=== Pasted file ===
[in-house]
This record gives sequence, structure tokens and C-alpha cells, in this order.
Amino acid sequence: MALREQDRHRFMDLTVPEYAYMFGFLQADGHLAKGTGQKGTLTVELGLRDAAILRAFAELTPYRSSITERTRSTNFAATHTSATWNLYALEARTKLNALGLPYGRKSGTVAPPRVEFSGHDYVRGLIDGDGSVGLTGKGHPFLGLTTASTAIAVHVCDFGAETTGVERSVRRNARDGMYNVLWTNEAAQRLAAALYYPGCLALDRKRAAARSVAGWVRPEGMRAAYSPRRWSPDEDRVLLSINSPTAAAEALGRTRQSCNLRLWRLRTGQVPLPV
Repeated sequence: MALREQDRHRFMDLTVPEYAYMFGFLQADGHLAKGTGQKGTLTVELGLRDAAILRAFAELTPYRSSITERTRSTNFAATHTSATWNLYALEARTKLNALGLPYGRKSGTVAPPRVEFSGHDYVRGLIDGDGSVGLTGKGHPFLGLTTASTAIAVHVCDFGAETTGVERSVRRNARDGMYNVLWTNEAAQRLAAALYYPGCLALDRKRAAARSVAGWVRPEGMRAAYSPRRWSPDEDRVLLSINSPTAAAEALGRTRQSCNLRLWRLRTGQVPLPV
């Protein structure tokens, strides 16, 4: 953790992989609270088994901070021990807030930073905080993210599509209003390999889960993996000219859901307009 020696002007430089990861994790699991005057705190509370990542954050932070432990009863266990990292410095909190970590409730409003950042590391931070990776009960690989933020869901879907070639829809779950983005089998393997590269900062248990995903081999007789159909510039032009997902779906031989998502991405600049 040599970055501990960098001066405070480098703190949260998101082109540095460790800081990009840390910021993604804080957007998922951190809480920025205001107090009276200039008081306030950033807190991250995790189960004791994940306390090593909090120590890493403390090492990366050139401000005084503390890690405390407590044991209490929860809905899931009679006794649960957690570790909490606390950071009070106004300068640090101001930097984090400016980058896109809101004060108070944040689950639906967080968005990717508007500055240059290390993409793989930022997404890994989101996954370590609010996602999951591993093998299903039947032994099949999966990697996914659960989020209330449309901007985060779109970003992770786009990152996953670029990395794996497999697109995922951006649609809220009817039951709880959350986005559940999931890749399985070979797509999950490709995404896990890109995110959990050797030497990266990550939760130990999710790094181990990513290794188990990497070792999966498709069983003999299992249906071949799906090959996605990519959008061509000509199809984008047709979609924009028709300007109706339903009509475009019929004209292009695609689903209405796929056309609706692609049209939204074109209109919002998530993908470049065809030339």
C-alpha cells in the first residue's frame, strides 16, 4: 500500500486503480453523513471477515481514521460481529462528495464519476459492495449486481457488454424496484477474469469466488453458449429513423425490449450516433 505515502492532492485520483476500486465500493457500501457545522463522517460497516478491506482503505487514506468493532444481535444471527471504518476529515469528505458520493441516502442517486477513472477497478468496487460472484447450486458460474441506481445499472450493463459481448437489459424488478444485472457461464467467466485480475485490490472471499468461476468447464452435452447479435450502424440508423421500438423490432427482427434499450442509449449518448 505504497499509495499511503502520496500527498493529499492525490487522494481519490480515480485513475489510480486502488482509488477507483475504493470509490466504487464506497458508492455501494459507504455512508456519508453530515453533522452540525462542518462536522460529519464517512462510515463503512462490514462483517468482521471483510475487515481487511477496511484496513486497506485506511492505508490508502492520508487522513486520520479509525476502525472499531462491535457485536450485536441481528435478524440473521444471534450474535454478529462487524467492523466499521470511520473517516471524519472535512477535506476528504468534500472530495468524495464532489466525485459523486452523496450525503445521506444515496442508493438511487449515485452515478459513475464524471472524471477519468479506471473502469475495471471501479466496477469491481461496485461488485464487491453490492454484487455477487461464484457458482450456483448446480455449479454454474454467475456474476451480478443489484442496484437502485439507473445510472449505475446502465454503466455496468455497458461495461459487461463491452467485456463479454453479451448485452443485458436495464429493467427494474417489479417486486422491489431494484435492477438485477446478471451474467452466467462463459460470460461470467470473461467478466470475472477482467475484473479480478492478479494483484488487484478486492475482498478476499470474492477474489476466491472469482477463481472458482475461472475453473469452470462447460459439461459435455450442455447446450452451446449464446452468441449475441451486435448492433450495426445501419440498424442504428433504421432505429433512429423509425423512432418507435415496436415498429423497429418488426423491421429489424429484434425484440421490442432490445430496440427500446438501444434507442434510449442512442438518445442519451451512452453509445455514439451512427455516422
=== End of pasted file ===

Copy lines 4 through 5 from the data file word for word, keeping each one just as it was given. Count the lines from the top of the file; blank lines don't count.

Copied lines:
Repeated sequence: MALREQDRHRFMDLTVPEYAYMFGFLQADGHLAKGTGQKGTLTVELGLRDAAILRAFAELTPYRSSITERTRSTNFAATHTSATWNLYALEARTKLNALGLPYGRKSGTVAPPRVEFSGHDYVRGLIDGDGSVGLTGKGHPFLGLTTASTAIAVHVCDFGAETTGVERSVRRNARDGMYNVLWTNEAAQRLAAALYYPGCLALDRKRAAARSVAGWVRPEGMRAAYSPRRWSPDEDRVLLSINSPTAAAEALGRTRQSCNLRLWRLRTGQVPLPV
């Protein structure tokens, strides 16, 4: 953790992989609270088994901070021990807030930073905080993210599509209003390999889960993996000219859901307009 020696002007430089990861994790699991005057705190509370990542954050932070432990009863266990990292410095909190970590409730409003950042590391931070990776009960690989933020869901879907070639829809779950983005089998393997590269900062248990995903081999007789159909510039032009997902779906031989998502991405600049 040599970055501990960098001066405070480098703190949260998101082109540095460790800081990009840390910021993604804080957007998922951190809480920025205001107090009276200039008081306030950033807190991250995790189960004791994940306390090593909090120590890493403390090492990366050139401000005084503390890690405390407590044991209490929860809905899931009679006794649960957690570790909490606390950071009070106004300068640090101001930097984090400016980058896109809101004060108070944040689950639906967080968005990717508007500055240059290390993409793989930022997404890994989101996954370590609010996602999951591993093998299903039947032994099949999966990697996914659960989020209330449309901007985060779109970003992770786009990152996953670029990395794996497999697109995922951006649609809220009817039951709880959350986005559940999931890749399985070979797509999950490709995404896990890109995110959990050797030497990266990550939760130990999710790094181990990513290794188990990497070792999966498709069983003999299992249906071949799906090959996605990519959008061509000509199809984008047709979609924009028709300007109706339903009509475009019929004209292009695609689903209405796929056309609706692609049209939204074109209109919002998530993908470049065809030339």